15. “He curs’d him in coughing, in sneezing, in winking;”
    — ‘The Jackdaw of Rheims’
    Richard Harris Barham (1788–1845)

    THREE KNOCKS ON A BURIED DOOR

    “The abode had consisted of a lone room. The window was a cut-out square over which plastic sheeting hung by wafer tape. This sheet pulsed noisily, like an infected lung.”

    But that was not the final “lockbox” our male protagonist eventually reaches in this story, a lockbox with the Whovian Tardis reach of a co-vivid dream, indeed a reach into a Lewis-Carrollian world that enfolds one with an earlier ‘mask like a stocking’ on a face that soon becomes a blindfold while at a ‘mad tea-party’ — eventually as death is due to blindfold our mind’s eye.
    This is a suspenseful, page-turning work with the brilliant concept of having an inherited obsession with knocking on strangers’ doors, inherited from the woman he once fatalistically made his partner. And, oh yes, a Jackdaw called Rheims.

  16. I reviewed the final work here, as follows:

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    TEN OF SWORDS: RUIN

    “‘I didn’t know they made coffins this tiny,’ Celeste breathlessly declared.”

    For most of this novella, a superbly atmospheric ritual of storytelling, a Damian Murphy-like path of two sisters, Celeste and Desdemona, with methodical goals and precise constraints, e.g. a washing bowl, to welcome their parents’ return in their boat, to a house with visionary happenings, sometimes frightening. But the choice of a buried Tarot card creates a monster from the mother. And later, meaning-led tales told between them, one being about a white queen’s moon-burial and more; we are left with one sister as genius loci of a lake’s island, if people can have their own spirit of place, this sister being sought by two men (men who are lovers to each other) while the other sister is now moon-buried herself, I infer. Or the two sisters buried within each other like Russian dolls (“matryoshka” – not ‘natroyshka’, as this text has it?). The men, eventually, too?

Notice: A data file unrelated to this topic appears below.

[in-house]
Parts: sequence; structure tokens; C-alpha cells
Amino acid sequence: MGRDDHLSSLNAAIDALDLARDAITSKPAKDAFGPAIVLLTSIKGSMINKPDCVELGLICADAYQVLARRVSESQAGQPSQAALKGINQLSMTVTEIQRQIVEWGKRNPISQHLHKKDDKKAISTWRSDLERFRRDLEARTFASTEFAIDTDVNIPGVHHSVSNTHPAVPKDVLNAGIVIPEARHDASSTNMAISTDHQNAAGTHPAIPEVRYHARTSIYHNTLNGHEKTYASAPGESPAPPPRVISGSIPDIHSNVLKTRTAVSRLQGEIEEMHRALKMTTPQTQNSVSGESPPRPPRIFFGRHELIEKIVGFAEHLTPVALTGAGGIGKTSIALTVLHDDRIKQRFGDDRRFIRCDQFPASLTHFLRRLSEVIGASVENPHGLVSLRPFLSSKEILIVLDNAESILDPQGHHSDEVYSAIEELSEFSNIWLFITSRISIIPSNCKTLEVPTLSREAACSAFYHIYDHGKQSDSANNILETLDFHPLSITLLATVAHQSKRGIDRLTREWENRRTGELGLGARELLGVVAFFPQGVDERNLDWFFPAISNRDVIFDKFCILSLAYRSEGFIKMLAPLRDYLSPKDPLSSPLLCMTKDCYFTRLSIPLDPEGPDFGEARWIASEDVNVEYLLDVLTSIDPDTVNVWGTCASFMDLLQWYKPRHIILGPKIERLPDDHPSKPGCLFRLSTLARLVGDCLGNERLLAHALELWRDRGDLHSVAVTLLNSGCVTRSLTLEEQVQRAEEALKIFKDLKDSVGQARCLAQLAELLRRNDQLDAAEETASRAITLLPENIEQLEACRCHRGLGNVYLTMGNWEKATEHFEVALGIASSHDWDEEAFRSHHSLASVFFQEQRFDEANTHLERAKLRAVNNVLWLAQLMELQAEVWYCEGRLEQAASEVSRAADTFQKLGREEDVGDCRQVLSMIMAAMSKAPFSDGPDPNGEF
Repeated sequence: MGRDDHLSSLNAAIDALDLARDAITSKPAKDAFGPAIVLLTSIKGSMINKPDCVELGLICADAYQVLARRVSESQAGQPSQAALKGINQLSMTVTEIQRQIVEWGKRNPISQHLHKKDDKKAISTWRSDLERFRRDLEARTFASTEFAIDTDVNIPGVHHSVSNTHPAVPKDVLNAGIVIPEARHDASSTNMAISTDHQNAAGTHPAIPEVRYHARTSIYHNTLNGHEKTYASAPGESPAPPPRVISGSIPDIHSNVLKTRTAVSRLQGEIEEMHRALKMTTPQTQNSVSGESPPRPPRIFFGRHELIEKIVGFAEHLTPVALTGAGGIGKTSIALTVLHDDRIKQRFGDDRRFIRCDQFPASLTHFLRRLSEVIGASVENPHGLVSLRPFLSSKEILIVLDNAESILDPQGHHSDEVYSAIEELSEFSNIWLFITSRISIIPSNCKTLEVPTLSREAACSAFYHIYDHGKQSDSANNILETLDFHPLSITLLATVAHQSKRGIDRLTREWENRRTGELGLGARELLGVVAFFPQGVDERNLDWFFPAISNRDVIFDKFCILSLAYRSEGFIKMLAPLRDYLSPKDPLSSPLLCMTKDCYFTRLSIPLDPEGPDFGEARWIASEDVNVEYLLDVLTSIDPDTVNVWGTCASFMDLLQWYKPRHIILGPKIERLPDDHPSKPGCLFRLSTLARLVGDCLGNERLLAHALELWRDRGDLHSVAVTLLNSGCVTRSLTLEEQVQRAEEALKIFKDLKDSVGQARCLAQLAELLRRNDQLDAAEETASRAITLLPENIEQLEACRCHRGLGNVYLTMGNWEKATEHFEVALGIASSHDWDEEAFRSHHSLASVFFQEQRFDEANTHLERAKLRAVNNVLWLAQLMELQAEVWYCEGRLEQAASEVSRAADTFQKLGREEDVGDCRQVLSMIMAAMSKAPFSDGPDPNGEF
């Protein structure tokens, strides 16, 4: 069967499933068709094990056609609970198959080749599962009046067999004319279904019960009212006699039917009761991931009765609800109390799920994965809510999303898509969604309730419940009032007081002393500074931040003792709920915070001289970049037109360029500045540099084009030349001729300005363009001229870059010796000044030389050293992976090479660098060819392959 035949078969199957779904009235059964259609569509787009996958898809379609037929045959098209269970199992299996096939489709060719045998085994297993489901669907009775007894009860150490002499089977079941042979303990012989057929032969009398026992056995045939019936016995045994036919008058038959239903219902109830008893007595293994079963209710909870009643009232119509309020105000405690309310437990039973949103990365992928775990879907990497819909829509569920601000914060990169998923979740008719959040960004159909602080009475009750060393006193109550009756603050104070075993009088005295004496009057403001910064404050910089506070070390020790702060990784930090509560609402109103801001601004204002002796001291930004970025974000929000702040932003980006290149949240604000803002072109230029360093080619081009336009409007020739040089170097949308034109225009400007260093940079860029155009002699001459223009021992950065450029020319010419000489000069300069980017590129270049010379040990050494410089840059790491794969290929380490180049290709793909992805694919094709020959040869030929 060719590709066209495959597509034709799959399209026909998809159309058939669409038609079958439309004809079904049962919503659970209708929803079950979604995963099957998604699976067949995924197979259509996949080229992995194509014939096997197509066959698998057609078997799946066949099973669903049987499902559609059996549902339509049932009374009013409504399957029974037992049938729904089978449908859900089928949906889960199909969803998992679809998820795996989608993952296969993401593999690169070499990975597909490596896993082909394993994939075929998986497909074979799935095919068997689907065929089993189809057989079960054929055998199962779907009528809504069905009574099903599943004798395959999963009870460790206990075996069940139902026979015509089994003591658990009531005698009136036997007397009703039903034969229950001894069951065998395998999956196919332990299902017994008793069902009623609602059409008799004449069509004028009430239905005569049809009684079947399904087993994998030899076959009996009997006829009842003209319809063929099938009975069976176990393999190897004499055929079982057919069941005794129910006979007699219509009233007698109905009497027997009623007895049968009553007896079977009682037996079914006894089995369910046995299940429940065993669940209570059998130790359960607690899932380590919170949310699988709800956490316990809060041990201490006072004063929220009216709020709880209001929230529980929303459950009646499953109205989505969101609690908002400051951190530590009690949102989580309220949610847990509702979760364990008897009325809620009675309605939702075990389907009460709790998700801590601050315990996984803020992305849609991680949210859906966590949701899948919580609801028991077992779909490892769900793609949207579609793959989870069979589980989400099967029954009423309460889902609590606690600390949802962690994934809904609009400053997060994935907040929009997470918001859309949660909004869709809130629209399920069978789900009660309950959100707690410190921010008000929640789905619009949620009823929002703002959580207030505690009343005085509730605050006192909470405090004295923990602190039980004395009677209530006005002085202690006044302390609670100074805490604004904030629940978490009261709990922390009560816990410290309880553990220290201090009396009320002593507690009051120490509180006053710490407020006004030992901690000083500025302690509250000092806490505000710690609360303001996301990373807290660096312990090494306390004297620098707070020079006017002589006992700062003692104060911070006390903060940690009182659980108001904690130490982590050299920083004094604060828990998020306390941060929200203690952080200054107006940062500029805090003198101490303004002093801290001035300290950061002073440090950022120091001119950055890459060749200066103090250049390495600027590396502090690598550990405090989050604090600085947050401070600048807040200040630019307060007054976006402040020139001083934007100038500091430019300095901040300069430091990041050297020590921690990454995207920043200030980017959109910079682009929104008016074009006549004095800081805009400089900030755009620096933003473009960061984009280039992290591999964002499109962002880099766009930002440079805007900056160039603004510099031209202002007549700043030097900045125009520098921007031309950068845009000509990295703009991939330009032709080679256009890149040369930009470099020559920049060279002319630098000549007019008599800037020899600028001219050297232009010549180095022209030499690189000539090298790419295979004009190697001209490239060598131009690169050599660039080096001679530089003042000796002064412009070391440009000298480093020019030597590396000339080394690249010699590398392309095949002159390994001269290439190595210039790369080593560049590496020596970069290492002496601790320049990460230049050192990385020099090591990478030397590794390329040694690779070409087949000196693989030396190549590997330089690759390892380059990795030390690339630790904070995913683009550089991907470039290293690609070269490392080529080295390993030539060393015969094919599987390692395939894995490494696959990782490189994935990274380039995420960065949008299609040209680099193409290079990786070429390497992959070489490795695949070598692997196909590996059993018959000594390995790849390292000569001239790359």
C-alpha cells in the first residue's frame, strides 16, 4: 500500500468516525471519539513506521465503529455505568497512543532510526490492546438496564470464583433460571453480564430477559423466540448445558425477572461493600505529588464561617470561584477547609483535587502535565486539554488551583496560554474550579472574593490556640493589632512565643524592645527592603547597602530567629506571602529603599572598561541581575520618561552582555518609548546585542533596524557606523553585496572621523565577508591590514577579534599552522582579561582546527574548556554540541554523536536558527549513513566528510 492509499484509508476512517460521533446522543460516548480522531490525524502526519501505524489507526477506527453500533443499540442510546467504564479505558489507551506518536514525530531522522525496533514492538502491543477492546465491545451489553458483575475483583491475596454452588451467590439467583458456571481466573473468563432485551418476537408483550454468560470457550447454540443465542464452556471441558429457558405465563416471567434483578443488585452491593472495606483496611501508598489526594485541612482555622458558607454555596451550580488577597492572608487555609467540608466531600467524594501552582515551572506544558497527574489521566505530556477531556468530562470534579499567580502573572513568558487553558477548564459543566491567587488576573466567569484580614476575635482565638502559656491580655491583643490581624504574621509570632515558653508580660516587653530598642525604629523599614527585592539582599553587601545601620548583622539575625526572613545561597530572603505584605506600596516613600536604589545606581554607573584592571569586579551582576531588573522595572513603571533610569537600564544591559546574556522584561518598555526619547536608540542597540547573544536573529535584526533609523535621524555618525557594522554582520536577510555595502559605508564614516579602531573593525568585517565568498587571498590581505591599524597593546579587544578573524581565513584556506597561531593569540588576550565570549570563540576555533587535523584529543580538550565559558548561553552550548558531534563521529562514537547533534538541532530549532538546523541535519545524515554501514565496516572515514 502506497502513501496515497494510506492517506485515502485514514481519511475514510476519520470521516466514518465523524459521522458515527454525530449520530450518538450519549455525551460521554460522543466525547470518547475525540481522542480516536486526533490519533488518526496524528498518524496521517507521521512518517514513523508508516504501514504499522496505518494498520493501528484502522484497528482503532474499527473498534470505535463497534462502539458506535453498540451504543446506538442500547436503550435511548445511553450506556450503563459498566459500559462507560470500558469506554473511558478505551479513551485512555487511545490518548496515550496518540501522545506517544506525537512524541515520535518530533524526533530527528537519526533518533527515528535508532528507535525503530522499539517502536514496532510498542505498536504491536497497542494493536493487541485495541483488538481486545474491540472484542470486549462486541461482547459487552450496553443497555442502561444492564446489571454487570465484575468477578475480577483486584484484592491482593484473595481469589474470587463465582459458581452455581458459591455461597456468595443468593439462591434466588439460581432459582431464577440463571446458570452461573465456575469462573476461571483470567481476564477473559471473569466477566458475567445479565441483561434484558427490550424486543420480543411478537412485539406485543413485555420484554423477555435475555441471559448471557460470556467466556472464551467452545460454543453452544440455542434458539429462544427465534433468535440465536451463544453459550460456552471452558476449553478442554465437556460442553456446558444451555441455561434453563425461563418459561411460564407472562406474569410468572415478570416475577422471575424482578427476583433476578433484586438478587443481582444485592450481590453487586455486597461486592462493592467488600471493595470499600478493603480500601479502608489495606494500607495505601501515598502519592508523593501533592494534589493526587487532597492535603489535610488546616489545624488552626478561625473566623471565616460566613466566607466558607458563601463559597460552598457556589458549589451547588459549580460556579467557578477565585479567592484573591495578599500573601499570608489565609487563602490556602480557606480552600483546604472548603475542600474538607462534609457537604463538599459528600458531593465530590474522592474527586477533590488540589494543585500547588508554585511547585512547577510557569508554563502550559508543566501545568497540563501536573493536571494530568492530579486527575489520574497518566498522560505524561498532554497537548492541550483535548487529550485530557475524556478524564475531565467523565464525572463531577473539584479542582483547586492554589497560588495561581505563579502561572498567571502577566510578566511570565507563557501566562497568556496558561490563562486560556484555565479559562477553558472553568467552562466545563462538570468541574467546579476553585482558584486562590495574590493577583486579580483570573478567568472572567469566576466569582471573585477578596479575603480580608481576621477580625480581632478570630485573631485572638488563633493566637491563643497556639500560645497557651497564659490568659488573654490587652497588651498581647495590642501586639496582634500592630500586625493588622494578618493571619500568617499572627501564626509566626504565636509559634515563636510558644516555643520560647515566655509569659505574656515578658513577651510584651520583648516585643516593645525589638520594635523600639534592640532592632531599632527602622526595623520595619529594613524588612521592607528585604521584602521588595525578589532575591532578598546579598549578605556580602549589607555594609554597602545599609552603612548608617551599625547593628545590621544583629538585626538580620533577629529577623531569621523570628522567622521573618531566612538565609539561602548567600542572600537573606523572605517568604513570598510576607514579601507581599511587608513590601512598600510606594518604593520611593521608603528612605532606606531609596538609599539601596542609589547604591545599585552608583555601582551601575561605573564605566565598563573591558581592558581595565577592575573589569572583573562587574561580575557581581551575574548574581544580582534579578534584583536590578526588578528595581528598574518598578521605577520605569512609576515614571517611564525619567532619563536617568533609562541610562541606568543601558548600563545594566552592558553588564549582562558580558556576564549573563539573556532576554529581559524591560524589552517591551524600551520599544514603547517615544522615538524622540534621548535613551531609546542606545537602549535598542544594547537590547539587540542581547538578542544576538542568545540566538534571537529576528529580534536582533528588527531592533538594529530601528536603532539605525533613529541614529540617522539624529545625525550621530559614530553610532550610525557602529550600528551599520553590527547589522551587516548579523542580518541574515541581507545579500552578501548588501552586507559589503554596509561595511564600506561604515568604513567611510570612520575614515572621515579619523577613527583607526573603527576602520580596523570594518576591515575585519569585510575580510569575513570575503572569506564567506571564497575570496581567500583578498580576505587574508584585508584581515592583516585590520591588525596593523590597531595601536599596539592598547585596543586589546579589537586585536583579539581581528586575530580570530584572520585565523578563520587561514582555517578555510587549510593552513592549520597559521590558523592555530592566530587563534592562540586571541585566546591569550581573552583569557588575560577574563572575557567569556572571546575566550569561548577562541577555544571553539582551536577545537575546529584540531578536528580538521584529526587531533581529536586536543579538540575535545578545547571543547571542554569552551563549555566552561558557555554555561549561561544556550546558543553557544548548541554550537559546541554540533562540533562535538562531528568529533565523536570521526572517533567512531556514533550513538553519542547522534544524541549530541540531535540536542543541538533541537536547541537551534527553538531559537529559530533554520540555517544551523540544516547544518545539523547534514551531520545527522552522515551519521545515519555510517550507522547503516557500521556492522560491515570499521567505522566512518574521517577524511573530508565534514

Connections towards gestalt, to be scried for occult meaning. I have so far failed to create this gestalt for myself. The final pages have confused me, after great inspiration earlier in this work. Perhaps you will not fail. Perhaps I myself will not fail, once revelation comes.